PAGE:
Philip Brunetti writes innovative fiction and poetry and much of his work has been published in various online or paper literary magazines including The Boiler, The Wax Paper, Underwood Press, and Identity Theory. His debut novel NEWER TESTAMENTS was published in November, 2020 by Atmosphere Press. —Tagline: Don't Read it.
Main employment: Brunetti used to be an English teacher. He is currently a librarian.
Alternate career: He considers himself a somewhat controversial writer these days (if that's what you make of him).
Ever get the feeling that your life is caught up in some kaleidoscopic Jungian dream and that you weren’t exactly dying but still everything you’d ever been is flashing before your eyes—and then when you wake from this dissolutive dream, your reality remains altered and time has become concurrent and characters from thirty-plus years ago walk into your life again, if ambiguously, and press you on matters of a sacred-profane written text that you never completed?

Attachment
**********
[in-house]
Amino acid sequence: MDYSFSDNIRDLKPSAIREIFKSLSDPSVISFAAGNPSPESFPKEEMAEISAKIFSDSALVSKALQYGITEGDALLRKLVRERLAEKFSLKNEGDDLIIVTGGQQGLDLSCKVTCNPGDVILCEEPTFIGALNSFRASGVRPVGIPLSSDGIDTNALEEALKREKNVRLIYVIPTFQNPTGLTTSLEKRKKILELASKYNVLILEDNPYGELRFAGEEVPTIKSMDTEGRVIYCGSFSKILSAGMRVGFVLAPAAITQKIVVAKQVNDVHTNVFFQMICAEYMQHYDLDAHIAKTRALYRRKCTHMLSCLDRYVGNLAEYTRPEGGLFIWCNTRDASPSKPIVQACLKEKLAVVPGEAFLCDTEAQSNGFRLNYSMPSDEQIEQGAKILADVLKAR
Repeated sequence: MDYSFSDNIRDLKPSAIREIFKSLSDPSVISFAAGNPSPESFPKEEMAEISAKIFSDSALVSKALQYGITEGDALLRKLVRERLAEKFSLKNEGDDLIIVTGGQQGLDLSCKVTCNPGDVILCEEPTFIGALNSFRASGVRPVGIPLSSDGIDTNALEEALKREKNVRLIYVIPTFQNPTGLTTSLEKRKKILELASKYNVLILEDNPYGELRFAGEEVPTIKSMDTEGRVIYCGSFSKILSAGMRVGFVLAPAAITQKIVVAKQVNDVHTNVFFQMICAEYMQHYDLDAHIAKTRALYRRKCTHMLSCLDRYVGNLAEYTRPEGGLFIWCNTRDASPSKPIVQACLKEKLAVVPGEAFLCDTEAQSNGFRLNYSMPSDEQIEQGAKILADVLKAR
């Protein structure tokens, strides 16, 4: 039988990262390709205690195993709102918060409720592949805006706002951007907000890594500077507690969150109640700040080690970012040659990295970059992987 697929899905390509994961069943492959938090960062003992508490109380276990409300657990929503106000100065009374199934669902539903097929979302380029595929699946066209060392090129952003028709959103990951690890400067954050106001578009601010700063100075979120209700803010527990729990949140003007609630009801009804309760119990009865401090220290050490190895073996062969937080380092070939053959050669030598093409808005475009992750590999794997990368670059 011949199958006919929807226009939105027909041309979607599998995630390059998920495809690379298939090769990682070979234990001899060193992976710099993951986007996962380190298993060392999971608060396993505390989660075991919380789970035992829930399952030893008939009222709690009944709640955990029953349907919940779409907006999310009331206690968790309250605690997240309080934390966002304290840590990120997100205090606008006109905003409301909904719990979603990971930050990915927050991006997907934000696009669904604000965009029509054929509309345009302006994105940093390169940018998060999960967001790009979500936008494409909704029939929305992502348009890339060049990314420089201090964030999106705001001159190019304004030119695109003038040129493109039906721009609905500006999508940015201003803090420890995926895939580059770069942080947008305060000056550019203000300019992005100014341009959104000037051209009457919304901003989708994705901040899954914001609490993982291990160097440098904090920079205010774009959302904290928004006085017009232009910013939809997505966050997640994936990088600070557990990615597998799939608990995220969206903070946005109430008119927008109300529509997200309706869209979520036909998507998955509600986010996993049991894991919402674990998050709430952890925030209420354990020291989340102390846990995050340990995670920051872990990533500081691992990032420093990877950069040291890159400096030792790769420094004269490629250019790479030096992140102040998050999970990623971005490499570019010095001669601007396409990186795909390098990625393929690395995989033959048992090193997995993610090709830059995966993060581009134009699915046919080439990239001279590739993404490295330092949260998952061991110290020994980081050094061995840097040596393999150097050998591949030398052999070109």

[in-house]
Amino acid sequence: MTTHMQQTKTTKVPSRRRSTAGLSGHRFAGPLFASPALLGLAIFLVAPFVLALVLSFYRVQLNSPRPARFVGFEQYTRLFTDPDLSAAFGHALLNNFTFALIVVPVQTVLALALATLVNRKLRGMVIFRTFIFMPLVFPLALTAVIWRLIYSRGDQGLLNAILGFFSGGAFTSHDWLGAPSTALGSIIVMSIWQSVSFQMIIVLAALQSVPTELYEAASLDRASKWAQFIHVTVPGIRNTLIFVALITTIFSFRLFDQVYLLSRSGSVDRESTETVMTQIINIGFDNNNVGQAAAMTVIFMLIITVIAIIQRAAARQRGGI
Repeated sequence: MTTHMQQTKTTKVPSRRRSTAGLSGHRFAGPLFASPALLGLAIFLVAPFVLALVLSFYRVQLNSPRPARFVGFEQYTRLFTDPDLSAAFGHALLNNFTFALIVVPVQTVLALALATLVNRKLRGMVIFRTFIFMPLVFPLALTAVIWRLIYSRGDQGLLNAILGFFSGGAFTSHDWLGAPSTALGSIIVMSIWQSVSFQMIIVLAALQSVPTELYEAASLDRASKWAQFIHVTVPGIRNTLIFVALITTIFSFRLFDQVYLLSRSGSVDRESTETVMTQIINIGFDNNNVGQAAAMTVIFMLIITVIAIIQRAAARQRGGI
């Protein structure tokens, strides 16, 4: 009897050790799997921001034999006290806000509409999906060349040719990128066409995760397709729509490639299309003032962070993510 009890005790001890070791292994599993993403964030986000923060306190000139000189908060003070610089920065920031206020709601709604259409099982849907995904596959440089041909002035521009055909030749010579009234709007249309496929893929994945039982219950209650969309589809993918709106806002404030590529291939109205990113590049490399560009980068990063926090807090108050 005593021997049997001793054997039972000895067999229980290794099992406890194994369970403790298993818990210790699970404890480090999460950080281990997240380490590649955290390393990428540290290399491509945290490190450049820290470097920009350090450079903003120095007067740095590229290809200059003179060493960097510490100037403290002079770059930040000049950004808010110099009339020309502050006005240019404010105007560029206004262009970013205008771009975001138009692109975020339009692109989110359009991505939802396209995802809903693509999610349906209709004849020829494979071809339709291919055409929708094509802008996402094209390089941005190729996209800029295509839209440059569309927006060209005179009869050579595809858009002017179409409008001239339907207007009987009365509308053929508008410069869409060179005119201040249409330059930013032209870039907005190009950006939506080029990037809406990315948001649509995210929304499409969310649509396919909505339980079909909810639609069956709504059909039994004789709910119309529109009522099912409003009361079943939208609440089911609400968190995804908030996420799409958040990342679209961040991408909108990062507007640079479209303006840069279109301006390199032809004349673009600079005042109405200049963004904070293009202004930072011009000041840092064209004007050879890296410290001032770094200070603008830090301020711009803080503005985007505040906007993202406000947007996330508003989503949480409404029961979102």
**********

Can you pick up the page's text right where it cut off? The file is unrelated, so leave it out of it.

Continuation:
Heretical and outrageous, ironic and absurd, Newer Testaments scores a hit in the heart of where the existential meets the fated, and the writer’s task becomes both revelatory and abject. Into this formidable personal struggle a cast of untoward and/or diaphanous characters rotate including The Jesus Girl, John Baptist, Macbeth, King Kisko, The Tree Girl, Nurse Mother, a glass satyr and a French New Wave Mother. Has the nameless narrator lost his mercurial mind, or is this a subconscious-shadow-world sojourn he’s been practicing for all his life?—the keys to the kingdom of being. (PS: Not the cover, piece of.)
Awards and Recognition
- Paul Bowles Fellowship in Fiction Writing - Georgia State University MFA Program - Fiction Fellow
Press and Media Mentions
- Author Website - Philip Brunetti
- Independent Book Review: Book Review: for Newer Testaments by Tucker Lieberman 'An innovative existential novel told through hallucinatory poetics'
- Heavy Feather Review: NEWER TESTAMENTS, a novel by Philip Brunetti, reviewed by Nora E. Webb 'Beautiful, haunting, and decidedly subversive...'